Face Challenges Confidently

067 Hutchings v. Chevron U.S.A., Inc.

Tuesday, September 1st, 2015

Richard F. Brown

The following is not a legal opinion. You should consult your attorney if the case may be of significance to you.
Hutchings v. Chevron U.S.A., Inc., 862 S.W.2d 752 (Tex. App.–El Paso 1993 writ den.) Concerns the definition of casinghead gas. An old 1925 lease provided for a tiny fixed-rate royalty on casinghead gas and a net proceeds royalty on natural gas used off the premises or marketed. Chevron sold the “casinghead gas” for use off the premises. The issue was whether the royalty payable was payable under the casinghead gas provision or the natural gas provision.
Held: royalty was payable at the casinghead gas rate. The court relied upon old pre-1925 cases distinguishing between natural gas and casinghead gas which generally held that casinghead gas was “part of oil” or a “constituent element of oil.” The royalty owners also contended that the case involved “high perfs” or perforations above the gas-oil contact in the gas cap. Chevron successfully contended that the gas cap was dissipated and that there was no gas-oil contact at the time the high perfs were made. Therefore, there was no co-mingling of natural gas and casinghead gas.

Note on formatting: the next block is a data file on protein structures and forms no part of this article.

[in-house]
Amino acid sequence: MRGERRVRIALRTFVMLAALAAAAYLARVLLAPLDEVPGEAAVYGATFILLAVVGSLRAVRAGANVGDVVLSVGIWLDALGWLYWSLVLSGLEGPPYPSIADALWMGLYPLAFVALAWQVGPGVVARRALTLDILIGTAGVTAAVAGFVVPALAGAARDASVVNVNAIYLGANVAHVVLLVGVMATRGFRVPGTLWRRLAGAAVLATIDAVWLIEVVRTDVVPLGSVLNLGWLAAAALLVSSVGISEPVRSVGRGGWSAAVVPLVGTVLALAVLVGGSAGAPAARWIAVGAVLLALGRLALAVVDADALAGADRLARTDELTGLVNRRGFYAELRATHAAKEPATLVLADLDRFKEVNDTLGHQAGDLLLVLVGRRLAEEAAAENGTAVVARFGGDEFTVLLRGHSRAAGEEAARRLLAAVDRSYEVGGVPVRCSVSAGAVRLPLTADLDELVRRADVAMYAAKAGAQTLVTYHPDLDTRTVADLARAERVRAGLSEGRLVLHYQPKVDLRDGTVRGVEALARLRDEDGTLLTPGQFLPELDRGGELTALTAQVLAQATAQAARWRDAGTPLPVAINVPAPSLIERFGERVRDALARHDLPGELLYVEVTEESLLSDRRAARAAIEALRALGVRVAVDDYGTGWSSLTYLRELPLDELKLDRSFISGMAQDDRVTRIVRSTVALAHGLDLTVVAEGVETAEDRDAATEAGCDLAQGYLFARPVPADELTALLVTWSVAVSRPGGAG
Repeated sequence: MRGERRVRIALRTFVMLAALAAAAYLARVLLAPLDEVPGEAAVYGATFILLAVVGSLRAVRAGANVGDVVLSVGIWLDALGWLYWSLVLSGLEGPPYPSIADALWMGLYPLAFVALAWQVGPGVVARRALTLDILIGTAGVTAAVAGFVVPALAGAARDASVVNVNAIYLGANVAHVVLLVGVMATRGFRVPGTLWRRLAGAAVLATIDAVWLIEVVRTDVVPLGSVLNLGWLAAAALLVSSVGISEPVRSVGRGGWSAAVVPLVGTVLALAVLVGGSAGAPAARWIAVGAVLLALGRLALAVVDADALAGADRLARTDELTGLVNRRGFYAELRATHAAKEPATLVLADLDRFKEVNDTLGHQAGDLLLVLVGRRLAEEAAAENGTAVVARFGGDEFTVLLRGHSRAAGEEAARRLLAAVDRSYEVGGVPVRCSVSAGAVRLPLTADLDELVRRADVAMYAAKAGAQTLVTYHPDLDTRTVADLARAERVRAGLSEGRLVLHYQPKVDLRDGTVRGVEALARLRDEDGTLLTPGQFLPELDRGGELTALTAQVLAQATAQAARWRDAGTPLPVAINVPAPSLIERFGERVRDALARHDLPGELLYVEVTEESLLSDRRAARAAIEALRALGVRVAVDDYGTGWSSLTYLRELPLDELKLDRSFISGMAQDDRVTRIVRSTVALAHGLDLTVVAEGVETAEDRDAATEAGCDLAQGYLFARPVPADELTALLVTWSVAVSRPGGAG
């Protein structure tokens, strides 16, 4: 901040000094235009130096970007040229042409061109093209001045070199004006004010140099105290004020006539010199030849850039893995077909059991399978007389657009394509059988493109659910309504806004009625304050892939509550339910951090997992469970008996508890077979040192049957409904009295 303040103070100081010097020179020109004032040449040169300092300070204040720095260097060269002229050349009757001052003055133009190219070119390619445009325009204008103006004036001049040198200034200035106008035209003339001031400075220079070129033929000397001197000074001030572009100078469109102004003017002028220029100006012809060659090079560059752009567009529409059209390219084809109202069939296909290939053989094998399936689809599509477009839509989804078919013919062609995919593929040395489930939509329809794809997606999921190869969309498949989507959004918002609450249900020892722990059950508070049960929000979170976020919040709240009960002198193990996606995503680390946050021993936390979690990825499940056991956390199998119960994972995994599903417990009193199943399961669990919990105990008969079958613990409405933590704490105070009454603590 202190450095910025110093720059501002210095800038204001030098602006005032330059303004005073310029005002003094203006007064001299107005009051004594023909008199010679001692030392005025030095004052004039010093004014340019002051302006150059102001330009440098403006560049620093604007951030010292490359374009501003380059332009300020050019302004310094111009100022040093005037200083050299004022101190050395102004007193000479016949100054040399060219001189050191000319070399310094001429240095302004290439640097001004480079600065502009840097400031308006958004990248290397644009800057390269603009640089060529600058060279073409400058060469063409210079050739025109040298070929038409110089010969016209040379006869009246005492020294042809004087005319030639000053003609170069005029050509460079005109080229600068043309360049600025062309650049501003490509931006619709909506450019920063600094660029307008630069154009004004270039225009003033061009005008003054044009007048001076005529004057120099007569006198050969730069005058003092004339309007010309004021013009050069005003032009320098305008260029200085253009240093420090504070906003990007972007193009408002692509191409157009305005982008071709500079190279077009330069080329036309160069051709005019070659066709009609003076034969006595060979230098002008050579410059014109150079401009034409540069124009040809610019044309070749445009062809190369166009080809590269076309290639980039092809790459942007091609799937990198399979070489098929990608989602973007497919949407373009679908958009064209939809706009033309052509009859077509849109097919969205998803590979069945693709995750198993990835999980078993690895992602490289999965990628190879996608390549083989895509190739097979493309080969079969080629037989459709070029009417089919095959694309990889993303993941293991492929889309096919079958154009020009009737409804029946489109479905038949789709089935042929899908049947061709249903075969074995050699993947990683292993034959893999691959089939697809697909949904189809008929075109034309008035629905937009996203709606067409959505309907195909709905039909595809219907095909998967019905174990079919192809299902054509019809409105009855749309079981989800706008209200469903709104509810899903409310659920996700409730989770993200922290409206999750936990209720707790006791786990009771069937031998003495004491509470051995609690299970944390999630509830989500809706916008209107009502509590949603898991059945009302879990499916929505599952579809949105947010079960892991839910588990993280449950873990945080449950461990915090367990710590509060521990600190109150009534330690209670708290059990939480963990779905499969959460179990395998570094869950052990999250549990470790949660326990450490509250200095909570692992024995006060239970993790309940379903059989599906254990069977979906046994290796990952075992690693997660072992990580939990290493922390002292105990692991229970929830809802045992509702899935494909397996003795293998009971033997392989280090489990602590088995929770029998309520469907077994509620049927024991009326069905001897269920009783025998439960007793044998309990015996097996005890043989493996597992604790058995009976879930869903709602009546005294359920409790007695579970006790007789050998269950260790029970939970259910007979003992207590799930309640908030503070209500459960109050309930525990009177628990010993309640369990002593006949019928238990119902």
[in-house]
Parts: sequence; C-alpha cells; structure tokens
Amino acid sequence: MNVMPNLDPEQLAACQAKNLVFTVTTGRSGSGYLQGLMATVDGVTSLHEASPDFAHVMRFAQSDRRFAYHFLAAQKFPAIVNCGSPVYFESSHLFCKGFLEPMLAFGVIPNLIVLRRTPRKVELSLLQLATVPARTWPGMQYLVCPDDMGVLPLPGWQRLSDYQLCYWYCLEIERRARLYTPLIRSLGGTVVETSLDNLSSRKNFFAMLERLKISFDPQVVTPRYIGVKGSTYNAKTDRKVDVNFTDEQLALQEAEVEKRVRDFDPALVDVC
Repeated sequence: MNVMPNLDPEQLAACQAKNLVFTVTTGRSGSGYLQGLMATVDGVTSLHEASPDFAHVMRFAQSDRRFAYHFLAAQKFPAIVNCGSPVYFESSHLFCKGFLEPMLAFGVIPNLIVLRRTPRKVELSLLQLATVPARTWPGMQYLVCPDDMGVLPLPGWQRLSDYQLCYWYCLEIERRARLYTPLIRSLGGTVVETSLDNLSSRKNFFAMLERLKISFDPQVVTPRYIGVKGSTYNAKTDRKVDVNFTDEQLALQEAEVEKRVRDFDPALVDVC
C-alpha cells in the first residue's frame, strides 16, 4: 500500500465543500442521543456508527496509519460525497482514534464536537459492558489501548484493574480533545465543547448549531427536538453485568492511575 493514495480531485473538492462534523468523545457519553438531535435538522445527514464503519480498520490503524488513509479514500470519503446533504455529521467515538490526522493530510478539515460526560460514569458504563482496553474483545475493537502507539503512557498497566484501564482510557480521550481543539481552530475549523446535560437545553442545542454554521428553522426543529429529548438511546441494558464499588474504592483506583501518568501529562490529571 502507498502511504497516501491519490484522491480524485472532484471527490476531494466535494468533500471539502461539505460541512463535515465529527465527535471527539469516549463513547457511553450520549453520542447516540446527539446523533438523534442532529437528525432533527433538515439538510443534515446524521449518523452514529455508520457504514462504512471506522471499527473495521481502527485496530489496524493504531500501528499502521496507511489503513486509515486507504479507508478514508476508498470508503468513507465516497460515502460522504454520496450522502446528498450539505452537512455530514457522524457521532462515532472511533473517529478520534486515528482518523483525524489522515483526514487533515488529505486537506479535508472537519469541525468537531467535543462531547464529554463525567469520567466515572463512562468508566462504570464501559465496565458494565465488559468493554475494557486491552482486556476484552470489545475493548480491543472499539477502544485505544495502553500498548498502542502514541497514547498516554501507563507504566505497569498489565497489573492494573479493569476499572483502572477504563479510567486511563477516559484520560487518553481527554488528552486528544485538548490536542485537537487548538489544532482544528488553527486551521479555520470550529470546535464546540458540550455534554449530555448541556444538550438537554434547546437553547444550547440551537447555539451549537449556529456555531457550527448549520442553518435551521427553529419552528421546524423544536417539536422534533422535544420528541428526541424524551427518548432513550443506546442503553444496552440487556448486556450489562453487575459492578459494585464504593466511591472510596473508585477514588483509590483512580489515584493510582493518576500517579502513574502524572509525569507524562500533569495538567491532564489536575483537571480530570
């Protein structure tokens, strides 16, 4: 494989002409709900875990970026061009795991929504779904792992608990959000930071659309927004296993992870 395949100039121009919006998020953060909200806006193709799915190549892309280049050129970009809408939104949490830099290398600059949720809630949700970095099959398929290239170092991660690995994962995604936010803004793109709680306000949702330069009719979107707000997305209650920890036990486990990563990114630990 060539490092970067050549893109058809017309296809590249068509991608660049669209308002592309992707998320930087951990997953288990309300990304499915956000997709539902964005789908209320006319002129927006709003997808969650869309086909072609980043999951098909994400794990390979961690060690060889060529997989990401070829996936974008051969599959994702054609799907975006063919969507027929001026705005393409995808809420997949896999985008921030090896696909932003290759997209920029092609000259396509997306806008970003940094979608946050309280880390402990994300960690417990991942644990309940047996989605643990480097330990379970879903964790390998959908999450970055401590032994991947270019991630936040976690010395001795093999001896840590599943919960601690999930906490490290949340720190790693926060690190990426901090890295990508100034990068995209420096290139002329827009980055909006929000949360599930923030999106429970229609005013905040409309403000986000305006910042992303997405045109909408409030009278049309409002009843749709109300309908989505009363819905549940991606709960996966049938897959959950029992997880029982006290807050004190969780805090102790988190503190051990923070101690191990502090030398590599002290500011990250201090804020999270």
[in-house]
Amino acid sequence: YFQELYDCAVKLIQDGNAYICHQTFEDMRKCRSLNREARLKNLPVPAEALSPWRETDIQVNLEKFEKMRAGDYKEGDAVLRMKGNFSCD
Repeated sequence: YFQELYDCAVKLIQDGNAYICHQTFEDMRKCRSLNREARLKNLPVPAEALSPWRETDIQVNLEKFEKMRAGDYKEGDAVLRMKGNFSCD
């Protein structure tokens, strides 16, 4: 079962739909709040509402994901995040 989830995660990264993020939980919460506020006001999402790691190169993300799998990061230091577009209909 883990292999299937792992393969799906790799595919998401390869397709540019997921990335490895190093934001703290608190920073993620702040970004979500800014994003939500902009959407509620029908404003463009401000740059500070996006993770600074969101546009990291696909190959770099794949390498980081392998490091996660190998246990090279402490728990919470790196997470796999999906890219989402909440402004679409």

The case is significant in illustrating the continuing difficulty in defining production as “gas” or “casinghead gas” under lease provisions which depend upon the definition to determine how to construe the lease.